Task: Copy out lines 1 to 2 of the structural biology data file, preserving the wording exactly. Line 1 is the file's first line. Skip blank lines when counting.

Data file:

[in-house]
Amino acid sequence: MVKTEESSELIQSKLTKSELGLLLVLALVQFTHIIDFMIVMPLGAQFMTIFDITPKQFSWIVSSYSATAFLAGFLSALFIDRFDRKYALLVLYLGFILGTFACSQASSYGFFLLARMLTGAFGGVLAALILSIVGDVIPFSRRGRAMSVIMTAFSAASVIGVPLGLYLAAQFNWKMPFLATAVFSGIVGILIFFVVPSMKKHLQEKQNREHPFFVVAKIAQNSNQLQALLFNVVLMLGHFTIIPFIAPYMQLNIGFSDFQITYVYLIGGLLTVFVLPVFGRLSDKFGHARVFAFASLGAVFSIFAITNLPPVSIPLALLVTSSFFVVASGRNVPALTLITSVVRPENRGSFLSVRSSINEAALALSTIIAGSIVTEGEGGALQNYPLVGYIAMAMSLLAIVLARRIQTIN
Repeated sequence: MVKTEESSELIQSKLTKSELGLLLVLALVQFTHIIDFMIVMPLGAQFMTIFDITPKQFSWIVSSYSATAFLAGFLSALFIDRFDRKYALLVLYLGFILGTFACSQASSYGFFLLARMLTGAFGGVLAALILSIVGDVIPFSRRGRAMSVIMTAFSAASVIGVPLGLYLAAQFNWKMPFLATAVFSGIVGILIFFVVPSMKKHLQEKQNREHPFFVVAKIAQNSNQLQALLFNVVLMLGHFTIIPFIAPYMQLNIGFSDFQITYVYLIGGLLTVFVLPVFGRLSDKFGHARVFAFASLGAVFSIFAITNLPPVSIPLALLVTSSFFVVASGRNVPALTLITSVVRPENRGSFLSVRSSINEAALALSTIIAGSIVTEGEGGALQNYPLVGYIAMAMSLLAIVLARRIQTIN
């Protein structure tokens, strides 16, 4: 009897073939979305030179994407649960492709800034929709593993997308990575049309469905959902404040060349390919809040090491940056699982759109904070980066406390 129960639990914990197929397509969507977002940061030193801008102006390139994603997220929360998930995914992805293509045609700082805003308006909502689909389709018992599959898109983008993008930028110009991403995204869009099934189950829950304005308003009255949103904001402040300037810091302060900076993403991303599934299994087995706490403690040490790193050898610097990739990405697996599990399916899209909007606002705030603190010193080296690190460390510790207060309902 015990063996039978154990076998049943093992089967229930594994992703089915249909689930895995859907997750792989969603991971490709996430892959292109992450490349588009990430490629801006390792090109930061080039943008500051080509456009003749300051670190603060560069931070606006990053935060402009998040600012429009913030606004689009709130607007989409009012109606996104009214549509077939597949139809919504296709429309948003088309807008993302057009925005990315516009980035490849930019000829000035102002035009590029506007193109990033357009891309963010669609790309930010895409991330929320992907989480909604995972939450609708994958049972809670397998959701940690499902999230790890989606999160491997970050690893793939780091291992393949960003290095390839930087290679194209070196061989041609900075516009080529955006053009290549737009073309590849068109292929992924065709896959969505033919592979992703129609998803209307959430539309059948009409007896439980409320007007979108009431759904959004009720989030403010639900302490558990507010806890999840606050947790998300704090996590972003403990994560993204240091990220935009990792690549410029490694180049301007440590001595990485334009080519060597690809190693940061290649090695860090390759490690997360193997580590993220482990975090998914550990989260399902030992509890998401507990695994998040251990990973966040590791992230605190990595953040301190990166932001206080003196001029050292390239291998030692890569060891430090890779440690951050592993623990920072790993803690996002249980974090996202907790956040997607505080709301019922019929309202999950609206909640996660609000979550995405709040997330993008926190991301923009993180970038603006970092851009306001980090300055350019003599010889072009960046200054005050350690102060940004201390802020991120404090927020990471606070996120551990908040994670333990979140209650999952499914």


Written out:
[in-house]
Amino acid sequence: MVKTEESSELIQSKLTKSELGLLLVLALVQFTHIIDFMIVMPLGAQFMTIFDITPKQFSWIVSSYSATAFLAGFLSALFIDRFDRKYALLVLYLGFILGTFACSQASSYGFFLLARMLTGAFGGVLAALILSIVGDVIPFSRRGRAMSVIMTAFSAASVIGVPLGLYLAAQFNWKMPFLATAVFSGIVGILIFFVVPSMKKHLQEKQNREHPFFVVAKIAQNSNQLQALLFNVVLMLGHFTIIPFIAPYMQLNIGFSDFQITYVYLIGGLLTVFVLPVFGRLSDKFGHARVFAFASLGAVFSIFAITNLPPVSIPLALLVTSSFFVVASGRNVPALTLITSVVRPENRGSFLSVRSSINEAALALSTIIAGSIVTEGEGGALQNYPLVGYIAMAMSLLAIVLARRIQTIN